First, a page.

High school housekeeping: Martinez’s story is as much a coming-of-age tale as the story of overcoming an injury. He’s young, a bit immature, and directionless when he is injured. He grows up very fast. This biography is pretty short—about 240 (physically small) pages. The writing is very accessible, and most high school students should have no problems reading it. I think most will be inspired as well.

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breaking night     Breaking Night by Liz Murray

 Being the child of drug addicts makes for a life both frightening and weird. There’s no stability, the strangers in house can be anyone, including child sexual predators. And the parents themselves are pretty much checked out even while they’re checked in.

 Liz Murray tells her story of growing up this way. Her father was a drug dealer. He was making a lot of money selling prescription painkillers, but was caught. After that, he had no real means of supporting his family. And he was a drug addict himself, mainlining cocaine. During the day, he would roam the streets, looking through others’ garbage and collecting thrown-out objects that he considered useful gifts for his wife and two daughters.

 Meanwhile, Murray’s mother had been using drugs since adolescence. She was addicted to cocaine. She was mentally ill—schizophrenic—and it seems that she used drugs as a way of self-medicating. She is truly disabled, incapable of having a job. She receives welfare checks monthly, but with the cost of her and her partner’s (Liz’s dad) drug habits, the money is always gone in a week. Eventually, her habit causes her to contract AIDS.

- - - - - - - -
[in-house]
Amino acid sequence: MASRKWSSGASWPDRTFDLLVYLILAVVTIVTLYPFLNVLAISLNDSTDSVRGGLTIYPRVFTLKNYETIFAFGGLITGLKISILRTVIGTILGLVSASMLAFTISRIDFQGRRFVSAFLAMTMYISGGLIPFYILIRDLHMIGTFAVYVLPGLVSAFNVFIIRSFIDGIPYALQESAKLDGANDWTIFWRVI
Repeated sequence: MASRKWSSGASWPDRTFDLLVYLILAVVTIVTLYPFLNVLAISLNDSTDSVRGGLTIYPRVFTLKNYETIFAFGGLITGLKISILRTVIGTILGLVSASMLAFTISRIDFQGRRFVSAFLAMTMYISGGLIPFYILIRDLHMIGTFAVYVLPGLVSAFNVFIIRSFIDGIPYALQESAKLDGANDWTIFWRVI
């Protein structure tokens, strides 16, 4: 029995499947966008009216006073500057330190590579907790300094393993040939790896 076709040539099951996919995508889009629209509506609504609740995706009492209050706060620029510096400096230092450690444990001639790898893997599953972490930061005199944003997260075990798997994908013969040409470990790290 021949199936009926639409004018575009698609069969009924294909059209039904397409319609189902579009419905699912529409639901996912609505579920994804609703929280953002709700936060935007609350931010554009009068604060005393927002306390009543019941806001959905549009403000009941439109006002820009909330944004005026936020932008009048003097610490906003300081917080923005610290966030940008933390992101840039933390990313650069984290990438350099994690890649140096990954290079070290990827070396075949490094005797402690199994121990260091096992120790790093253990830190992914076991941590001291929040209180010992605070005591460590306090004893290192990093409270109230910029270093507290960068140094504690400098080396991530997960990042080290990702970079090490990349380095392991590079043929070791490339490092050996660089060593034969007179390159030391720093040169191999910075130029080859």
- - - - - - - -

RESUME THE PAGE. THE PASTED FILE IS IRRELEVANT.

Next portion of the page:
Murray discusses the love she has for her parents despite their serious failing. They also appear to love her and her sister, who vies with Liz for their parents’ affection and who plays mean tricks on her as a way of getting attention. At any rate, the child Liz often has to take care of her parents, and their roles are reversed. Her sister seems to be above the fray. She is capable of studying and going to school while the world is falling apart around her. Liz can’t manage that attitude.

 When Liz’s mom and sister leave the father, Liz stays behind. The apartment is crumbling and filthy. Eventually Liz finds herself part of the ‘system,’ living in a home for girls. She hates it and hits the streets, depending on a few friends and her new boyfriend, Carlos, to keep her safe. But Carlos is a hustler and Liz eventually realizes this. She is tired of asking her friends if she can spend the night and use the shower. She decides to go back to school. At seventeen, she has exactly one high school credit.

 Fortunately, Liz has the opportunity to enroll in a school for students whose lives have been rough. She has that second chance and takes full advantage of it. With the help of some excellent teachers, she gets a scholarship from the New York Times and heads for Harvard.

 High school housekeeping: I think most teens are really going to like this story. The ones who are fortunate will have the sense of their lucky breaks. (“But for the grace of God, there go I” as we used to say.) For those less fortunate, Murray’s tale offers hope and genuine evidence of a teen being able to turn things around. I did wonder why Murray preferred to live on the street or in cheap hotels (right next to a murder scene in one), rather than stay in the home for girls. She lacked privacy there, but there was food, shelter, and clothing. And, well, it wasn’t a murder scene. I wish Murray had given more information about her choice. But other than that, this is truly inspirational stuff.